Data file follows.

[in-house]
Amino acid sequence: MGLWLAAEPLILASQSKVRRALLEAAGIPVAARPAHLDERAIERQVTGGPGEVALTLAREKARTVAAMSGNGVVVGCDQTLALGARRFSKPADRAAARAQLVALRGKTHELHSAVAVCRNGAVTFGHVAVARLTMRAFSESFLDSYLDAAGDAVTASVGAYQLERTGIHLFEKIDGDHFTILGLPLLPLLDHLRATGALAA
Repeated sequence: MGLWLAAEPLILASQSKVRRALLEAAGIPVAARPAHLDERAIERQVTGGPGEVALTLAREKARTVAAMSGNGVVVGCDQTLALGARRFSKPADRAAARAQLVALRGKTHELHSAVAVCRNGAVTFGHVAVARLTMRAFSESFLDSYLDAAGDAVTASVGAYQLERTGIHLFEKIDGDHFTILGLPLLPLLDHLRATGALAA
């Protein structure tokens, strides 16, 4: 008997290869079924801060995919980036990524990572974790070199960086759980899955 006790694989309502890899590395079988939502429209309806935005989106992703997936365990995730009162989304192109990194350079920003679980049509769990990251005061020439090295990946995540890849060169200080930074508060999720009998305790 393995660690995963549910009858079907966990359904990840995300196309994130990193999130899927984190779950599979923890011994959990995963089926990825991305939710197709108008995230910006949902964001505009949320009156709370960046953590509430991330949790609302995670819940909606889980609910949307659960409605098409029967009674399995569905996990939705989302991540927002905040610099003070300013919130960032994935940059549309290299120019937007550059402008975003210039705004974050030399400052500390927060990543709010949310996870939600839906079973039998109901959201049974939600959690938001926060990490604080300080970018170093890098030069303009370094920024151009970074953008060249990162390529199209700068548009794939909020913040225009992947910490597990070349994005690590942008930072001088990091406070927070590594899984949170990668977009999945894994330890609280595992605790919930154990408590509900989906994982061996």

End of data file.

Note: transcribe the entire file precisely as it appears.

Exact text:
[in-house]
Amino acid sequence: MGLWLAAEPLILASQSKVRRALLEAAGIPVAARPAHLDERAIERQVTGGPGEVALTLAREKARTVAAMSGNGVVVGCDQTLALGARRFSKPADRAAARAQLVALRGKTHELHSAVAVCRNGAVTFGHVAVARLTMRAFSESFLDSYLDAAGDAVTASVGAYQLERTGIHLFEKIDGDHFTILGLPLLPLLDHLRATGALAA
Repeated sequence: MGLWLAAEPLILASQSKVRRALLEAAGIPVAARPAHLDERAIERQVTGGPGEVALTLAREKARTVAAMSGNGVVVGCDQTLALGARRFSKPADRAAARAQLVALRGKTHELHSAVAVCRNGAVTFGHVAVARLTMRAFSESFLDSYLDAAGDAVTASVGAYQLERTGIHLFEKIDGDHFTILGLPLLPLLDHLRATGALAA
């Protein structure tokens, strides 16, 4: 008997290869079924801060995919980036990524990572974790070199960086759980899955 006790694989309502890899590395079988939502429209309806935005989106992703997936365990995730009162989304192109990194350079920003679980049509769990990251005061020439090295990946995540890849060169200080930074508060999720009998305790 393995660690995963549910009858079907966990359904990840995300196309994130990193999130899927984190779950599979923890011994959990995963089926990825991305939710197709108008995230910006949902964001505009949320009156709370960046953590509430991330949790609302995670819940909606889980609910949307659960409605098409029967009674399995569905996990939705989302991540927002905040610099003070300013919130960032994935940059549309290299120019937007550059402008975003210039705004974050030399400052500390927060990543709010949310996870939600839906079973039998109901959201049974939600959690938001926060990490604080300080970018170093890098030069303009370094920024151009970074953008060249990162390529199209700068548009794939909020913040225009992947910490597990070349994005690590942008930072001088990091406070927070590594899984949170990668977009999945894994330890609280595992605790919930154990408590509900989906994982061996």